Civil Liberties Group Says House and Senate Conferees Must Restore Planned Parenthood as Recipient of Revenues

Richmond, VA – The ACLU of Virginia is urging House and Senate conferees to restore Planned Parenthood as the recipient of revenues to be generated from the sale of a pro-choice specialty license plate under consideration by the General Assembly.
The plate, displaying the phrase Trust Women, Respect Choice, counters a law passed in 2009 authorizing a Choose Life license plate.  Under recent court decisions holding that specialty license plates are a public forum in which viewpoint discrimination is prohibited, the General Assembly is required to pass a pro-choice plate once an anti-choice plate has been enacted.
Although the Trust Women plate bill has passed both the House and Senate, the recipient of revenues generated by the sale of the plate has become a sticking point.  Planned Parenthood, as required by Virginia law, gathered 350 pre-paid applications for the plate and enlisted legislators to introduce the Trust Women bill in the House and Senate, with revenues to be directed to Planned Parenthood.  But the House amended the bill to instead direct funds to the Virginia Pregnant Women Support Fund. The conferees must now decide which organization will receive the revenues from the plate and then refer the agreed-upon bill to the House and Senate for consideration.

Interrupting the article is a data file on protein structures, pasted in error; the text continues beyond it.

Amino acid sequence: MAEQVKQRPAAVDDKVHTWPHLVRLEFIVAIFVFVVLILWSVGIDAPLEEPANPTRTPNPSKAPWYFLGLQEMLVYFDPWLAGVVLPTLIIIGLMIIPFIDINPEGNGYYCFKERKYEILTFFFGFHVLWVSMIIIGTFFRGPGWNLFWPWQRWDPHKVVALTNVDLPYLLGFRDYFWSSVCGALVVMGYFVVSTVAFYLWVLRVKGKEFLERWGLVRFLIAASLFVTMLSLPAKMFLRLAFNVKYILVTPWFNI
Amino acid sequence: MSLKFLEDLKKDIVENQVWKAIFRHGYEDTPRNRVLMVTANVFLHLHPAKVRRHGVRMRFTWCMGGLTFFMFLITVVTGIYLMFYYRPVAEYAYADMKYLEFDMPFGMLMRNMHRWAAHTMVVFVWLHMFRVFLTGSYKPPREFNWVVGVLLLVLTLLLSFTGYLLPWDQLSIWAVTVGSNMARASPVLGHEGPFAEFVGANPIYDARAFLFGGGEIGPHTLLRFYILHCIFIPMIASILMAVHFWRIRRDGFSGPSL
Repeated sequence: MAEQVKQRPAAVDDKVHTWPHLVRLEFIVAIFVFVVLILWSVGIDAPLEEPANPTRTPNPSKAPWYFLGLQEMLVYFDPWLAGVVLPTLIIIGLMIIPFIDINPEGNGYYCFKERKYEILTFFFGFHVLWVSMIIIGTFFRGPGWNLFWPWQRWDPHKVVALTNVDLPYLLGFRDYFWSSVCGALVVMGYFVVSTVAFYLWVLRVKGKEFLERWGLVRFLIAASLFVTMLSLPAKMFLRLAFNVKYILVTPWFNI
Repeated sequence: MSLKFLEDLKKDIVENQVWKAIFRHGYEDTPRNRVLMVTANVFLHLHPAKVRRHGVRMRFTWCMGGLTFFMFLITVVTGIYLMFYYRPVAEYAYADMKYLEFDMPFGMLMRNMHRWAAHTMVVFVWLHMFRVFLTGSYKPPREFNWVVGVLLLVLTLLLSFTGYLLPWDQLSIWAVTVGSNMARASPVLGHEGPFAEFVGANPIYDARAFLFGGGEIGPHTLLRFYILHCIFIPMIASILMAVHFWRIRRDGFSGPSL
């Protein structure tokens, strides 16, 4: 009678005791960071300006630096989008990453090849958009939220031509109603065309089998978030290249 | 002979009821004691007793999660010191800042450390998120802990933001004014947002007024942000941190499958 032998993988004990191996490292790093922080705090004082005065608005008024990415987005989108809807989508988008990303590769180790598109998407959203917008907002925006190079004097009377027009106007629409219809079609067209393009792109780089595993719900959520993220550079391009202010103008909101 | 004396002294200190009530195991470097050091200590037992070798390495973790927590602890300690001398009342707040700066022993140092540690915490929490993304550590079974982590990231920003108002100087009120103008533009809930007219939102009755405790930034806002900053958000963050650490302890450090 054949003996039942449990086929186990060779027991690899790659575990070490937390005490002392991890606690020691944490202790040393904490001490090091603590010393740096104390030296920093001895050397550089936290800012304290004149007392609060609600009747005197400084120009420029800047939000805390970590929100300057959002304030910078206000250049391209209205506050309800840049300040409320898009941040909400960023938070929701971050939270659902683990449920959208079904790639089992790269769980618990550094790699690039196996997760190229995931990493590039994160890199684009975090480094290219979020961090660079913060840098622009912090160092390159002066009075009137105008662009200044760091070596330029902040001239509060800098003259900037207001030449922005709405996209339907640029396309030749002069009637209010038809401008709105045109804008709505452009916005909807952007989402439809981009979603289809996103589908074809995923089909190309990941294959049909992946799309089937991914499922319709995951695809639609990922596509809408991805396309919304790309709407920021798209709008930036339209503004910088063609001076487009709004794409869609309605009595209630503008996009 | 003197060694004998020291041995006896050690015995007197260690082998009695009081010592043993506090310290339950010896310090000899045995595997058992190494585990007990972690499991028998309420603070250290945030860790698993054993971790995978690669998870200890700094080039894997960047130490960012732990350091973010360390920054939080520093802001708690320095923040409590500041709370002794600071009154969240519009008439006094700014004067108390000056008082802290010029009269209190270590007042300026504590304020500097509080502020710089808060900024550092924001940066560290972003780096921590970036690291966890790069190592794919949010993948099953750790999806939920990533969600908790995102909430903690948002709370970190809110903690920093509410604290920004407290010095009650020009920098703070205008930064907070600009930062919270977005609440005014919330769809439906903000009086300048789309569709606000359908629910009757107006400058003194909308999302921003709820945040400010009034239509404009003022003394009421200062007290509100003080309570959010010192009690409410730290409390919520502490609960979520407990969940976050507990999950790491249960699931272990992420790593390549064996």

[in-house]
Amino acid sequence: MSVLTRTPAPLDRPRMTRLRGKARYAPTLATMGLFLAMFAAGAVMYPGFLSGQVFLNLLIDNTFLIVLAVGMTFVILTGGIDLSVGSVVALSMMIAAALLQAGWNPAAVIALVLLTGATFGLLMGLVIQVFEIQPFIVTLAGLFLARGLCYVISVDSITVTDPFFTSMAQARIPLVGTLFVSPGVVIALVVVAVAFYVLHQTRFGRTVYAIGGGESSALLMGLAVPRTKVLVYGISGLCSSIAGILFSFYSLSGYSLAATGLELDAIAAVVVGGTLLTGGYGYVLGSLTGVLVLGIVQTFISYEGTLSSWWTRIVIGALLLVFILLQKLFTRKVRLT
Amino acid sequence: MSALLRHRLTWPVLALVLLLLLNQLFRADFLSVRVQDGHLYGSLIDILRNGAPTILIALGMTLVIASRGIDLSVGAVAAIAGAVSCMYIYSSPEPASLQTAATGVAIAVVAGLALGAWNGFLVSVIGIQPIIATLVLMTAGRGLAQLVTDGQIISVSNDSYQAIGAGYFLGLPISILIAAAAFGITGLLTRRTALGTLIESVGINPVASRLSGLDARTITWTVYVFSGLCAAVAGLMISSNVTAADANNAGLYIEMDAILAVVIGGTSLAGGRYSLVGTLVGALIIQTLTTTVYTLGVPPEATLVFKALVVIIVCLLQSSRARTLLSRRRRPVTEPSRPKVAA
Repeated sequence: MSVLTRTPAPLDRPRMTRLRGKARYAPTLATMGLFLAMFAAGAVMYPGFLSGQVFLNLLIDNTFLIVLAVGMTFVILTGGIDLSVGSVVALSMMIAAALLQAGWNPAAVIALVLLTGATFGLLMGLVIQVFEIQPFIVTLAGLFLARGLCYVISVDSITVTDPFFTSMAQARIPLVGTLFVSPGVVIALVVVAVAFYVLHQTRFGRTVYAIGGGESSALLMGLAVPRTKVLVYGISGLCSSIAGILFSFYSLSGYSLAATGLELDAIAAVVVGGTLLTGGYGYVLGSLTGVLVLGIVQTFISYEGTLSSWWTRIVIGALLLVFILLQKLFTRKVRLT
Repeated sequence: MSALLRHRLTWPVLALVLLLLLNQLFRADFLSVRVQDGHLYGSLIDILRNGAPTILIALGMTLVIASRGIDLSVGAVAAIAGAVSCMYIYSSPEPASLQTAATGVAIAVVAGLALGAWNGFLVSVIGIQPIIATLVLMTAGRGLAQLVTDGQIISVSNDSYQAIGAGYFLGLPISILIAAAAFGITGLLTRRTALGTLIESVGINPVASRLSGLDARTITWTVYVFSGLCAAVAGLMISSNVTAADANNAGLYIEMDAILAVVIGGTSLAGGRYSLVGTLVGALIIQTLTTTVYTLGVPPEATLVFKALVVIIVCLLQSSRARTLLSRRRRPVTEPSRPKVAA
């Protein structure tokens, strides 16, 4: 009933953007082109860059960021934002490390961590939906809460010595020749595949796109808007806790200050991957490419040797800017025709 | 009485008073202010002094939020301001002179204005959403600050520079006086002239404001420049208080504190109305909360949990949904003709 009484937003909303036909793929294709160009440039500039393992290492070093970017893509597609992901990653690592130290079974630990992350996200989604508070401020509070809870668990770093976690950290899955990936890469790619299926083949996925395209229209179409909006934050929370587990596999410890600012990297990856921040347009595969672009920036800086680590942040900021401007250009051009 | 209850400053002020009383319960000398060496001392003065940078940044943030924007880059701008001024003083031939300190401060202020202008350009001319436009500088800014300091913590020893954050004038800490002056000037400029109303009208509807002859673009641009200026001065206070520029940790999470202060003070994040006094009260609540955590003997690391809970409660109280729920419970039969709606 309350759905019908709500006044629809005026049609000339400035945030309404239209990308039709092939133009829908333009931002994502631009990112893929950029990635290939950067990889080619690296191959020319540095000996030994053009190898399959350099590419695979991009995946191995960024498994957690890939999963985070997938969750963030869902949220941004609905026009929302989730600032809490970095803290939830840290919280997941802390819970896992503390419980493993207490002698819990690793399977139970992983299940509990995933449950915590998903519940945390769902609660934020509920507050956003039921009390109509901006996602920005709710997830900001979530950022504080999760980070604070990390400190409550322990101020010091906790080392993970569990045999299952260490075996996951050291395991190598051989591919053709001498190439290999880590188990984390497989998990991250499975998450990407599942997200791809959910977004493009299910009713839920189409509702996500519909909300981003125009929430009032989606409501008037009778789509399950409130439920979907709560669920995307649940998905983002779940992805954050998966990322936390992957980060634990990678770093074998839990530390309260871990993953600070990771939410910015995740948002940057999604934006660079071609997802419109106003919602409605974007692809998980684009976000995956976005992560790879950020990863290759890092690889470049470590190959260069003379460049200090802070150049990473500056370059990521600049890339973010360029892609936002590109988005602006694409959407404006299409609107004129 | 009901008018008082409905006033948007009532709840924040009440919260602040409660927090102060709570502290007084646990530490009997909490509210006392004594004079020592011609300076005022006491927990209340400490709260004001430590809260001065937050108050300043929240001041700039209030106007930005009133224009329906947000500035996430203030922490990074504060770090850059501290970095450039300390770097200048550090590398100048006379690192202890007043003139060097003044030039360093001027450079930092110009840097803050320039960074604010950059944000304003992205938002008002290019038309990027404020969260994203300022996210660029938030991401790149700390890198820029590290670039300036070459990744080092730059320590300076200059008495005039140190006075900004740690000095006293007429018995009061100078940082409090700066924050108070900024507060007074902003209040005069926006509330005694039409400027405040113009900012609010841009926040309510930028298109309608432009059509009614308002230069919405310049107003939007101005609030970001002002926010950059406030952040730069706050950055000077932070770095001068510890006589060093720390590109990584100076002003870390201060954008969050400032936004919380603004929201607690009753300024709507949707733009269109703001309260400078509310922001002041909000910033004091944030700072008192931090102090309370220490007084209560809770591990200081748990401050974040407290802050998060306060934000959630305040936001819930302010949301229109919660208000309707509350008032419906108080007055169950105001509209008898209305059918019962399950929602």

The ACLU has informed conferees that the General Assembly must support a bill directing funds to Planned Parenthood or face a lawsuit.
“Removing Planned Parenthood as the revenue recipient has three possible consequences, all of which violate the right of free speech,” said ACLU of Virginia Executive Director Kent Willis.  “It could cause the bill to fail altogether.  The bill could pass, but the license plate will not be produced because there are no pre-paid applications for the non-Planned Parenthood bill.  The bill could pass, but the First Amendment rights of individuals who purchased the plate expecting their money to go to Planned Parenthood will be violated.”
“This kind of mess is precisely why we have been telling the General Assembly for years to get out of the business of voting on specialty license plates and instead turn the whole process over to DMV,” added Willis.
The ACLU memo sent to House and Senate conferees can be found online at:

Contact: Kent Willis, Executive Director, (804) 644-8022